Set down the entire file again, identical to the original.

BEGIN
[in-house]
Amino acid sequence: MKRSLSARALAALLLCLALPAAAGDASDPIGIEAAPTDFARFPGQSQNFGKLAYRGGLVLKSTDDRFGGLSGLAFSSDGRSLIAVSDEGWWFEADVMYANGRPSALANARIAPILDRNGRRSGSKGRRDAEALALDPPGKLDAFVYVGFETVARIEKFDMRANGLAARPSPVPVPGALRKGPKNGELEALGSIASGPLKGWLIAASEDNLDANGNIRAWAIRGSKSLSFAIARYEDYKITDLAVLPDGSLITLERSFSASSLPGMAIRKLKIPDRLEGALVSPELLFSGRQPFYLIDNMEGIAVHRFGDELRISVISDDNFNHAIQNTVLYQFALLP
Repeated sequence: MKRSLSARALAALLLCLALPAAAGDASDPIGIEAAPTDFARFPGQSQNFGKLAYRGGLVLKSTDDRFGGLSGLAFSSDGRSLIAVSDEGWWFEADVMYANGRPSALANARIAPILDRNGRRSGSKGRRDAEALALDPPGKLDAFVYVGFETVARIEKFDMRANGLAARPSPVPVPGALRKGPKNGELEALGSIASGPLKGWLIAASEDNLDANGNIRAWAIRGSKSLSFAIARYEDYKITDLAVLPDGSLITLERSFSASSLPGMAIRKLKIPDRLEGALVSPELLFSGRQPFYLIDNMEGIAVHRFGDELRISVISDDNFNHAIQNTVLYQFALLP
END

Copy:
[in-house]
Amino acid sequence: MKRSLSARALAALLLCLALPAAAGDASDPIGIEAAPTDFARFPGQSQNFGKLAYRGGLVLKSTDDRFGGLSGLAFSSDGRSLIAVSDEGWWFEADVMYANGRPSALANARIAPILDRNGRRSGSKGRRDAEALALDPPGKLDAFVYVGFETVARIEKFDMRANGLAARPSPVPVPGALRKGPKNGELEALGSIASGPLKGWLIAASEDNLDANGNIRAWAIRGSKSLSFAIARYEDYKITDLAVLPDGSLITLERSFSASSLPGMAIRKLKIPDRLEGALVSPELLFSGRQPFYLIDNMEGIAVHRFGDELRISVISDDNFNHAIQNTVLYQFALLP
Repeated sequence: MKRSLSARALAALLLCLALPAAAGDASDPIGIEAAPTDFARFPGQSQNFGKLAYRGGLVLKSTDDRFGGLSGLAFSSDGRSLIAVSDEGWWFEADVMYANGRPSALANARIAPILDRNGRRSGSKGRRDAEALALDPPGKLDAFVYVGFETVARIEKFDMRANGLAARPSPVPVPGALRKGPKNGELEALGSIASGPLKGWLIAASEDNLDANGNIRAWAIRGSKSLSFAIARYEDYKITDLAVLPDGSLITLERSFSASSLPGMAIRKLKIPDRLEGALVSPELLFSGRQPFYLIDNMEGIAVHRFGDELRISVISDDNFNHAIQNTVLYQFALLP